"It seems to me that the road to the conversion of those natives is now smooth and open, with the conversion of the chiefs and of the majority of the people; for the excuse which they formerly gave, saying, 'I will become a Christian as soon as the rest do,' has now become their incentive toward conversion, and they now say: 'We desire to become Christians because all the rest are Christians.' While I was passing through Canauan, one of the chiefs was enraged because a slave woman of his had become a Christian, and rebuked her angrily for it; but recently he brought her to me with all his slaves, and he, with his wife and all his family, have become Christians. Another chief prevented his wife from hearing the divine word and becoming a Christian, which she desired most heartily to be. Being unable to go to the church, as she was kept at home, she sent a message to the father informing him that her husband was using this violence toward her. Orders were given to arrest him, and, this done, the woman was baptized. But she obtained from God, as I believe, the conversion of her husband; for within a few days he returned to the church, subdued, and was baptized. This occurred during the first mission.
"Another mission was held at Catubig; this village is farthest from the residence, for it is at the extremity of the island of Ibabao, which is very large. The Indians are very well disposed, and among them are some Christians, who lack instruction; and all are desirous of having a father to teach them. There are more than four thousand souls who only await the coming of ministers of the holy gospel to distribute among them the bread of heaven. If we had chosen to open the door for baptism many might have received that sacrament; but during that mission only one hundred and fifty-four children were baptized, the others being reserved for a better opportunity, when our Lord might be pleased to send them those who would preserve them with the food of instruction in the new life which, with the divine grace, they would receive.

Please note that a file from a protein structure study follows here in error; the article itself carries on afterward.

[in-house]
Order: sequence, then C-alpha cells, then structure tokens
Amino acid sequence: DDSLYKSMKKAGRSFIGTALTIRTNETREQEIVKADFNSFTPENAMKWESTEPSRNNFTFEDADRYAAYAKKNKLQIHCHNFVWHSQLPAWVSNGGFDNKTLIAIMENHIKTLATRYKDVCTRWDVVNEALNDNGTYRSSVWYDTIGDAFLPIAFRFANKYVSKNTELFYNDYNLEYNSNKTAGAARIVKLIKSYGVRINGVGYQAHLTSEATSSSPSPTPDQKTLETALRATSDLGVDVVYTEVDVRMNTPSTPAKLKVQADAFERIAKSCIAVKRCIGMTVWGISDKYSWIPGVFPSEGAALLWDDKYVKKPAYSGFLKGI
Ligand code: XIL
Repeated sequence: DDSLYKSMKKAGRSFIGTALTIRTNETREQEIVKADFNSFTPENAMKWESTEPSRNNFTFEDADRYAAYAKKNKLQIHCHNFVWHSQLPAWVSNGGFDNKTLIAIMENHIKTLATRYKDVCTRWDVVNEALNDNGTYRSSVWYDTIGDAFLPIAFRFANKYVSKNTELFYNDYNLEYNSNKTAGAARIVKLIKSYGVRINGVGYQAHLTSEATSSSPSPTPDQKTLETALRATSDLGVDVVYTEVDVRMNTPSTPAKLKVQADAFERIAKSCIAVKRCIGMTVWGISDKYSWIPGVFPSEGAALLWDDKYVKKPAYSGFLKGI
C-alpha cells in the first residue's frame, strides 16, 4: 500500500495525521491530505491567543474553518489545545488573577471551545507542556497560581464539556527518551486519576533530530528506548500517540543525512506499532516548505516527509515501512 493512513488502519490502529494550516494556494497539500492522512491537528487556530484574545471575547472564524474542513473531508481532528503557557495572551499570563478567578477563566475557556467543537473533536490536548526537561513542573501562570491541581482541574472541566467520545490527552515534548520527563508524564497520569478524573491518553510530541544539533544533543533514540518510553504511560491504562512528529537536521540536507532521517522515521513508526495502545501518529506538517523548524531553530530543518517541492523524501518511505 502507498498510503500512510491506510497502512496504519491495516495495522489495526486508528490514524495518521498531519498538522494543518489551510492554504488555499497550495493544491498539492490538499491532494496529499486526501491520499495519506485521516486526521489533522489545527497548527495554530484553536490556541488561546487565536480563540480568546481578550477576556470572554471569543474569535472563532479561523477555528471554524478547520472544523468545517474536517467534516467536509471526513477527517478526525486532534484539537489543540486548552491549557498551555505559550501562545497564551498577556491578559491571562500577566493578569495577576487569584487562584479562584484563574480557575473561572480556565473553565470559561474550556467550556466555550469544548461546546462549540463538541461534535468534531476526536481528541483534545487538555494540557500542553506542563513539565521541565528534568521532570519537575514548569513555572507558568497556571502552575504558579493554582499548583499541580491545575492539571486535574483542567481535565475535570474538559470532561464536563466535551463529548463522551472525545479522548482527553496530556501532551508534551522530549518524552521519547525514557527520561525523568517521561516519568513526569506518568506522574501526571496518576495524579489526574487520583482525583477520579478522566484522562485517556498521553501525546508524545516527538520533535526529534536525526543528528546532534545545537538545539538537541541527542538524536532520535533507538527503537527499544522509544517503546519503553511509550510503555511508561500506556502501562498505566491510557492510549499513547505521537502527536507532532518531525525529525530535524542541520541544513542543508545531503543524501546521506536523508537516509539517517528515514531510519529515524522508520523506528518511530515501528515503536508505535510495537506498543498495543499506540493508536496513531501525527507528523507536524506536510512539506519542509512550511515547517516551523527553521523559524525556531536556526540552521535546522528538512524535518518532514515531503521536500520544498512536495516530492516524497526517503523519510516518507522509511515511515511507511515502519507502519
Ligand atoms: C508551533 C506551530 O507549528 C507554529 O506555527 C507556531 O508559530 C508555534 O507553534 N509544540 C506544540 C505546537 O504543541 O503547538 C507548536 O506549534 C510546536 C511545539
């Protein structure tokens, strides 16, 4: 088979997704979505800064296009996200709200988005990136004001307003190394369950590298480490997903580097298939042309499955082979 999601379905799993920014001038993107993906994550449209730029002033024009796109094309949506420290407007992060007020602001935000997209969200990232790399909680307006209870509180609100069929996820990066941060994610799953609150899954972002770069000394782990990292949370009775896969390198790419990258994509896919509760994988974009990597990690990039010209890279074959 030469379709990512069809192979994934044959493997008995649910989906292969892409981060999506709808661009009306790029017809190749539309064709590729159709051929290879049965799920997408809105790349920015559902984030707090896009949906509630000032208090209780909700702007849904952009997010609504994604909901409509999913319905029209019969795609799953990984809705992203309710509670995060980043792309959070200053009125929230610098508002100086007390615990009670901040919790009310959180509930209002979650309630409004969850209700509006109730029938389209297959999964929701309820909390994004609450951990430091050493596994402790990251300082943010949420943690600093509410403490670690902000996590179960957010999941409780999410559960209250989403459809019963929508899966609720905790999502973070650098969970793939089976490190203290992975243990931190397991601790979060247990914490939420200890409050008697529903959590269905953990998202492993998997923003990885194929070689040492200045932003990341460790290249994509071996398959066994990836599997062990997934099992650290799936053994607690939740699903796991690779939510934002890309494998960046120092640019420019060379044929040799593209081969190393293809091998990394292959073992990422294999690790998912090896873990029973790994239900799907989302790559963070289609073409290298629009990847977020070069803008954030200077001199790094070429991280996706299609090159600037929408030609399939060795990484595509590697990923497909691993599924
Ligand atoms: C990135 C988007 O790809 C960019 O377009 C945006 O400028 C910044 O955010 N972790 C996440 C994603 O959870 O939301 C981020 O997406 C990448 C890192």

"In the third mission, there were baptized in three months eight hundred and thirty-seven persons; seven hundred and five of these were adults, and ninety-two children. At first, the men encountered great difficulty in putting away their many wives; but finally the divine Majesty made the outcome propitious, softening the hearts of those pagans, and they brought their undertaking to a glorious end.
"In the fourth sortie or foray, six hundred and thirteen were baptized; in the next, two hundred and seventy; and in the last, two hundred and fifty-four. With these and other baptisms in this residence alone, three thousand six hundred and eighty persons were therefore made Christians, as I stated above; and many more might be converted if the earnestness with which they ask for baptism were appreciated. But our fathers proceed by inspiring them first to desire baptism, and to give proofs of their desires, and constraining them to learn the doctrine, to attend the church, and to abandon all their heathen rites, their paganism, and their polygamy; thus they become more thoroughly acquainted with and rooted in the faith."
Instances occurring in the mission of Dulac. Chapter LXXVIII.
The year one thousand six hundred and one also gave evidence of great increase and perfecting in the Christian community of Dulac, effected through the ordinary labors and occupations of four fathers and three brethren. These laborers, making their retreat at the appointed times, to practice the spiritual exercises (as is the custom in all those residences), repair thereafter with greater courage to their ministry to souls; and the results of their work thus correspond to their fervor. But, of all the means that they have employed, we must attribute their good fortune in winning souls to their exposing the most blessed sacrament in our churches, thus stimulating the devotion and respect with which it should be regarded; celebrating with solemn processions the feast of Corpus [Christi]; and inviting the faithful to the table and feast of heaven. As a result of these measures, the people were so fond of holy communion, and so greatly enjoyed receiving it, that on some feast-days the crowd was as great as in cities of Europe; and with so thorough preparation, by fasting, discipline, prayer, fervor, and confession, that it seemed to be a primitive church. Thus their esteem for our holy faith is so increased that few are those who do not ask for or desire baptism. Indeed, there are so many who seek it that during the two weeks of advent and Easter in 1601 more than seven hundred persons were baptized; and from the Easter of the previous year, 1600, there were counted in this mission-field more than two thousand and twenty persons baptized—and all this with great fervor, eagerness, and esteem for the new law which they profess with holy baptism.